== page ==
Editor’s Note: Please note that this activity took place before COVID-19 social distancing restrictions were put in place. Defence is currently following whole-of-government guidance from the Department of Health in relation to COVID-19. For more information on Defence’s response to COVID-19, visit https://news.defence.gov.au/national/defence-response-covid-19.
Engineering innovation by technical sailors onboard the Leeuwin Class Hydrographic Survey ship HMAS Melville has resulted in an increase in the maximum propulsion power available to support the ship’s involvement in task group operations while improving the normal operating conditions for essential machinery.
The Propulsion Motor Room (PMR) in hydrographic ships houses the ship’s main motors and gearboxes.
This equipment generates heat through its normal operation and the maximum propulsion output of the ship has previously been defined when operating in tropical climates by how effectively this heat can be dissipated.
Under the leadership and technical guidance of Petty Officer Marine Technician (POMT) Ryan Schweitzer, the technical department in Melville recently undertook a technical investigation to determine if the PMR could be cooled more effectively, thereby allowing the ship to operate its drive train at higher speeds.
A broad cross-section of the ship’s technical department were involved in thermographic mapping, airflow analysis and ambient air monitoring in order to prototype enhanced ventilation systems for the compartment using resources available on board in innovative ways.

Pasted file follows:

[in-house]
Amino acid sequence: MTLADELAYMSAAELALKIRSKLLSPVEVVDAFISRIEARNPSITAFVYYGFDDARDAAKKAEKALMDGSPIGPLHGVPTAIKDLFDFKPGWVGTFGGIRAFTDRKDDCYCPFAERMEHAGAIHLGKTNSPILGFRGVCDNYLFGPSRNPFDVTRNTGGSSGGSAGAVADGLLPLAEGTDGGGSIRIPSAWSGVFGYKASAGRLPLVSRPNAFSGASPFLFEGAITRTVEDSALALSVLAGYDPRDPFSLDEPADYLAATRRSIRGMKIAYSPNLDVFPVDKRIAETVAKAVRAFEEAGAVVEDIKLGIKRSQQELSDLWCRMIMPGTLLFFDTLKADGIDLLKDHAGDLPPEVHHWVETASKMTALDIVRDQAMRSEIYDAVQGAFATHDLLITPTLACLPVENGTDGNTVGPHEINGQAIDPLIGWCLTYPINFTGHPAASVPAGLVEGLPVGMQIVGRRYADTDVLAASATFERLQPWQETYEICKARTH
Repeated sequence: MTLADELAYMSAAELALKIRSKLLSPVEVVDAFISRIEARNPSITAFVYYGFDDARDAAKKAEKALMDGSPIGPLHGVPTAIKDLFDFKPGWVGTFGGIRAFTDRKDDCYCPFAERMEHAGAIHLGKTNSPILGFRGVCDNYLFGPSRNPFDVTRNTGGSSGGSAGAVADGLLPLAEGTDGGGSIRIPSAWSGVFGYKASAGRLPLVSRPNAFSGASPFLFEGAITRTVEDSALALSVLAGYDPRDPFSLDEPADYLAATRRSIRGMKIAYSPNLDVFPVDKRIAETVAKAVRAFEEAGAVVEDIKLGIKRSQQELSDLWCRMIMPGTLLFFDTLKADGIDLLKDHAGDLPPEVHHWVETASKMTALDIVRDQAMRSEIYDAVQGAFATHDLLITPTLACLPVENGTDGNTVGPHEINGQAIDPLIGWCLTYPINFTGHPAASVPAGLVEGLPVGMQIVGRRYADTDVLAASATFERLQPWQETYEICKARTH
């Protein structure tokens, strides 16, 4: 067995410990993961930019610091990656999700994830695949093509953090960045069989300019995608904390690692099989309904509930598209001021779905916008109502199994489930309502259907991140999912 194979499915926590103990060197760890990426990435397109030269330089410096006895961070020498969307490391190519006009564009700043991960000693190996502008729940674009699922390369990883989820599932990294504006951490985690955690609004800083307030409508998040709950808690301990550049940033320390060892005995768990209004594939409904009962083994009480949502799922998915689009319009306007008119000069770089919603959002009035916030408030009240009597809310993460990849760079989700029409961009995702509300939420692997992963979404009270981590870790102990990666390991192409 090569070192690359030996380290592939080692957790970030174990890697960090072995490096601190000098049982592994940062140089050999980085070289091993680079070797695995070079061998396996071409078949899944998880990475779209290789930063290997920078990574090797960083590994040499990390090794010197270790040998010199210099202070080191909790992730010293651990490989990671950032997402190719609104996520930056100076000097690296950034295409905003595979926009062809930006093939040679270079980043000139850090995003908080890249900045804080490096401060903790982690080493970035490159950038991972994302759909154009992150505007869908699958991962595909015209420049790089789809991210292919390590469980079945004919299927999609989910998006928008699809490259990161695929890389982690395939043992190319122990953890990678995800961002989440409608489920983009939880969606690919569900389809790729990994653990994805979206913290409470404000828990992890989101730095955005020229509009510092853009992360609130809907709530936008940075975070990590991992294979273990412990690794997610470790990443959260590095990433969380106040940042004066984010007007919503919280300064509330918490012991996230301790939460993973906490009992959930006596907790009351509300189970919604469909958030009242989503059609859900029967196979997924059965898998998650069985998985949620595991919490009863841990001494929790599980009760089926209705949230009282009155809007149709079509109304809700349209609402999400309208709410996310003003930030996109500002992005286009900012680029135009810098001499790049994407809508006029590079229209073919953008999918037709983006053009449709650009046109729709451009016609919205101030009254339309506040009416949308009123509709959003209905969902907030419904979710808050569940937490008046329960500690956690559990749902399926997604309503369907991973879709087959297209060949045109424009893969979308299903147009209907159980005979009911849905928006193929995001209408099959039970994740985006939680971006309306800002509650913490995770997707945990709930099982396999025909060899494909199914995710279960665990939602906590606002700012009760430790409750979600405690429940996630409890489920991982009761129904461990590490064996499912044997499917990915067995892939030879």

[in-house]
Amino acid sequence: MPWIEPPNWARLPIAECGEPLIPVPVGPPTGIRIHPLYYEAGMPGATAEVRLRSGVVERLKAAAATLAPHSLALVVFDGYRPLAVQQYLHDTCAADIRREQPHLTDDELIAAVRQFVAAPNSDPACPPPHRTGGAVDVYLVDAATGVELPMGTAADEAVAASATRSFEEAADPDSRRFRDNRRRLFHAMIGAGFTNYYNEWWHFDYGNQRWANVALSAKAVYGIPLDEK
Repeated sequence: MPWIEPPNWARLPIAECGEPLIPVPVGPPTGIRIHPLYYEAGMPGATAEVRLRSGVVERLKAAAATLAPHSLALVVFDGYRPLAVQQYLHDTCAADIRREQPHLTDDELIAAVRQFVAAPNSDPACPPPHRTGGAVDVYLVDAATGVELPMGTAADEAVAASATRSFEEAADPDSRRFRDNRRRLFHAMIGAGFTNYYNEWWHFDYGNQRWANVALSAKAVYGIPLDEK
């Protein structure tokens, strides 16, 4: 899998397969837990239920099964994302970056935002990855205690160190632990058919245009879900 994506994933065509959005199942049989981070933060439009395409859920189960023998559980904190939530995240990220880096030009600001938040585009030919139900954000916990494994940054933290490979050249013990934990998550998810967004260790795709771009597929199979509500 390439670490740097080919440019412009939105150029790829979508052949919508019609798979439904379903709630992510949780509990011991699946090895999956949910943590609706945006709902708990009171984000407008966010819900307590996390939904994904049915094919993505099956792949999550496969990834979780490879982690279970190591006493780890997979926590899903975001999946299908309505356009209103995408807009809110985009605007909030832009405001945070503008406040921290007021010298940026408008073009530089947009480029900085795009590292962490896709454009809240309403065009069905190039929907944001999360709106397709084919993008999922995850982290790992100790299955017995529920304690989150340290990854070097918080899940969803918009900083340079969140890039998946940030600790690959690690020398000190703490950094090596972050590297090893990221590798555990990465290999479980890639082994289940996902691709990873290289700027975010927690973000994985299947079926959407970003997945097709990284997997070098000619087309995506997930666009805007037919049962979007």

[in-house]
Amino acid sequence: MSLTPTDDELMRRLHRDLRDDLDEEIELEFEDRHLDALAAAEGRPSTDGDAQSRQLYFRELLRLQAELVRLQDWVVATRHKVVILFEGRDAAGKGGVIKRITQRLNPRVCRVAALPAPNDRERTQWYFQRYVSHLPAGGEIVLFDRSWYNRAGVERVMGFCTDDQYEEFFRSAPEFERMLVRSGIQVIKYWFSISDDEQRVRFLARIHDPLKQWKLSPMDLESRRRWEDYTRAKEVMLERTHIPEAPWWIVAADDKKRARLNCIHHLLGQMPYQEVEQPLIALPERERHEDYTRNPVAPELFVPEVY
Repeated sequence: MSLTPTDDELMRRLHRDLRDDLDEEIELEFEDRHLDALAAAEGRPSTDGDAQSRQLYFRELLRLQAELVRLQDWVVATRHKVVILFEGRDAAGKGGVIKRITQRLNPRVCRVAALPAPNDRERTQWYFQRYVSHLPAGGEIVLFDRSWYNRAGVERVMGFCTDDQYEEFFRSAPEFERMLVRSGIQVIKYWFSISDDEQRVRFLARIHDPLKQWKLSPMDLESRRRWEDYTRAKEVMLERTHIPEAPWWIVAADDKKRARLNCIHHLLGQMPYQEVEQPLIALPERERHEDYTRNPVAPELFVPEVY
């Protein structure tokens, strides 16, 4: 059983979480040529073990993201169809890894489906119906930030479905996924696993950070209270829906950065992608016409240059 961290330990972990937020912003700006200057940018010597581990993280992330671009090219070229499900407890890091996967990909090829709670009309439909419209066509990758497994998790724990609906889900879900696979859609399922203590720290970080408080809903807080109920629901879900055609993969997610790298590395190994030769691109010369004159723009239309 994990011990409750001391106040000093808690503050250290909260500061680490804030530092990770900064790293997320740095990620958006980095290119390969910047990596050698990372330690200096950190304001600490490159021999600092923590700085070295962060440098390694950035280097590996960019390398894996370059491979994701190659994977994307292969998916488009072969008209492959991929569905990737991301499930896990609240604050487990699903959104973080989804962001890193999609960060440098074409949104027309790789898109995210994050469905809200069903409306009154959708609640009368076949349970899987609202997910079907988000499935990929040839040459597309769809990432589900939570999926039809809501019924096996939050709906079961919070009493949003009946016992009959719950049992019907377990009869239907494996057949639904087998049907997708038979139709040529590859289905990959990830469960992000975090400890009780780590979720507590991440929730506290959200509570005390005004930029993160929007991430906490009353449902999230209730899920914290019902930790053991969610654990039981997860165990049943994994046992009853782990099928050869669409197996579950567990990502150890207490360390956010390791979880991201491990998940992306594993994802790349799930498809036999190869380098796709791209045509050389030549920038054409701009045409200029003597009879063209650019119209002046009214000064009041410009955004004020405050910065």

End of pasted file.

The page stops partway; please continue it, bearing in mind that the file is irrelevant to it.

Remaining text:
Following testing and refinement of the enhanced ventilation system, analysis showed that the enhanced ventilation design reduced the localised build-up of hot air around sensors and drive equipment.
This allowed the ship to achieve greater performance from its drive train, allowing Melville to travel at higher average speeds while giving the added benefit of reducing the load on the propulsion train when operating at lower speeds.
Commanding Officer HMAS Melville, Commander Michael Kumpis, applauded the Marine Technicians’ hard work.
“This is another great example of Next Generation Navy at work with our MT sailors challenging themselves to come up with innovative solutions to fix problems and take action.
“Through those efforts, we have immediately enjoyed a positive impact on operations while ensuring our plant and equipment is effectively sustained for the long term.”
The temporary ventilation allowed Melville to increase the maximum speed available when conducting operations as part of Task Group 637.3.4 with HMA Ships Adelaide and Larrakia, providing a direct benefit to enhanced regional engagement activities undertaken with the local communities in Nuku’alofa, Tonga.
“It’s great to see the Marine Technicians in Melville were able to conduct a deep level technical investigation and produce tangible improvements using the Ship’s organic capability,” Engineering Officer Lieutenant Commander Jonathon Robarts said.
“This is what a return on investment looks like when you invest in your people,” he added.
The investigation led to a technical report being drafted by Petty Officer Schweitzer, which has been passed to the Hydrographic System Program Office (HSPO).
The HSPO then provided cost-effective recommendations to fully implement a permanent solution for both ships.
Further trials have been conducted with ship staff, HSPO and British Aerospace Engineering representatives working together to achieve significant efficiency improvements and reinforcing our sailors’ reputation as respected technical experts working in partnership with Industry.
Petty Officer Schweitzer is currently looking towards studying a Bachelor of Engineering and changing over to become Marine Engineering Officer.